The idea of ending internet anonymity stems from the same polarized view that if you aren’t against the sex offenders, you must be with them. To some people there is no compromise or middle ground. Not only does this prevent constructive discussion about these issues, it ultimately leads to policy based on ideology instead of fact.

  6. I’m more interested in *how* they will remove anonymity on the internet, or try to.

    Device ID (or an injected unique ID at the network level in the headers like Verizon is doing) and storage of all communication content?

    Has anyone asked the OPP how they could get this done?

    All I see is:
    “When you sign up for the Internet, there is absolutely no requirement for any kind of non-anonymity qualifier.”

    Seems to me this means content storage and device/unique ID, among other things.

  7. George Pajari says:

    What’s also discouraging is that someone like Naylor can make it to the rank of Inspector. If this is representative of his ability to think, things are a lot worse within the ranks of the OPP than we thought (although Fantino certainly gave us plenty of reason to be worried).

  8. This is a bad idea on the simple fact that anonymity can save lives, time, and tax payer dollars. There are probably more people out there than they think that would love to be able to find all the information, without having to search, on someone to then attack them in some way for having a different view than them or because they just got whupped in a video game. If people thought swatting was bad now, just wait until their opponent doesn’t have to try and figure out who they are or where they live.

  9. Well Crime Stoppers is mostly anonymous. Do they want to end that program as well (following the same logic of their rational)? Just because something is anonymous does not imply it is bad.

  10. Michael Heroux says:

    The only way to impliment something like that would be registering every device a person buys for online use before they take it for a spin online. Maybe throught the retailer when you buy the device but then when you sell your device you would have to switch ownership like a vehicle. You would have to register through you ISP and if you were to use free wifi at a coffee shop say, you would need a temporary registration or if you are at a friends place or somewhere like that. They could make it so your device would not be recognized or useable on the network until registration. Follow the money. Thanks for reading.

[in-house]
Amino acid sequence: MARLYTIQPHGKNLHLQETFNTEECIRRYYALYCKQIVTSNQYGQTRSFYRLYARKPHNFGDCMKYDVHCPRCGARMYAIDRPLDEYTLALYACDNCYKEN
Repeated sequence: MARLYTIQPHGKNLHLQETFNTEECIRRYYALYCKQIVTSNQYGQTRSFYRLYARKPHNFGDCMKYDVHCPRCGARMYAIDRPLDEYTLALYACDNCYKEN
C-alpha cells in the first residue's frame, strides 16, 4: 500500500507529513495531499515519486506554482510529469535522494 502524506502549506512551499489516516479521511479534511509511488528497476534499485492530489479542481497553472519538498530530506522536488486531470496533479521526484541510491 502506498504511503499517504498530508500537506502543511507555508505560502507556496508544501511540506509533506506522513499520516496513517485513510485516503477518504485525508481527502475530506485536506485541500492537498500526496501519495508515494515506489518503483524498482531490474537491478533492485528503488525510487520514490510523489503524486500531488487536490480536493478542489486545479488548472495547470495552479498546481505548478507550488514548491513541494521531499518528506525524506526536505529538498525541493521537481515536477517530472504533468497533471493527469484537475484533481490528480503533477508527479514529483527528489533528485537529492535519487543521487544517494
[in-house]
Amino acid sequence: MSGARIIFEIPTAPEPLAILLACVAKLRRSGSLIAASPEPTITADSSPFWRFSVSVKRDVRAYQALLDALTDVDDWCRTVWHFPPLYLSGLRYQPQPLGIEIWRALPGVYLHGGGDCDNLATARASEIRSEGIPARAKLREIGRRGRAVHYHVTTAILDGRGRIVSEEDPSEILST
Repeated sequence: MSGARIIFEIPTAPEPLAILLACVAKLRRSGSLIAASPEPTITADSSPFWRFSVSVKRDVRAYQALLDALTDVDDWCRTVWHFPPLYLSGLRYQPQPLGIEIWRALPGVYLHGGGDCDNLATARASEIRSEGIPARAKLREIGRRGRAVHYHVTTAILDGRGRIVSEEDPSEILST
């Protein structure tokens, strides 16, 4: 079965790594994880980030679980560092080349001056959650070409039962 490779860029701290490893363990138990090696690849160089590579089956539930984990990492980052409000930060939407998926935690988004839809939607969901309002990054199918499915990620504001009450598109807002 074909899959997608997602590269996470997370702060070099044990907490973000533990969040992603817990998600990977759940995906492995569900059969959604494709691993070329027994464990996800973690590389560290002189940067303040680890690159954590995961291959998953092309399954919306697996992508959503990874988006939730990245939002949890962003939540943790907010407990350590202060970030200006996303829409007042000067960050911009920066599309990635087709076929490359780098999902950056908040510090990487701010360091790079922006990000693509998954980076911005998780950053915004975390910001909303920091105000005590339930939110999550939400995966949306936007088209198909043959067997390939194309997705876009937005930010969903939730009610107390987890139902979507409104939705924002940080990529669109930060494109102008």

11. 3 words: Encrypted Network Traffic. I could go massively in-depth about this but the bottom line is: what they have proposed is, in every conceivable way, completely impossible. Distributed VPN’s globally makes it impossible to identify specific network traffic or even what country its coming from. Even if they did somehow manage to successfully subpoena the information from every single VPN, they wouldn’t likely be able to decrypt it to meet their end-game desires. In conclusion, I’ll restate, this is IMPOSSIBLE and frankly I’m sad that our law enforcement is wasting our money on these pointless endeavors. Thanks for reading:)

  12. Internet-friendly says:

    We also MUST have transparent doors everywhere. And passwords and keys are now illegal. All locks are forbidden.

  13. robin ottawa says:

    It is scary to see how disingenuous the police are in this matter. Must they do so much actual evil in order to play the role of devil’s advocate? Does it really make sense for them to strip us of freedom in order to control one aspect of some people’s behaviour?

    Do they really think we don’t see another agenda, that strips them of their credibility and trust?

    Sad, pathetic strategy.

  14. Ironic (and sad) that we celebrate freedoms on Remembrance Day and this is the news that comes up. The Nazis didn’t lose, they were just regrouping.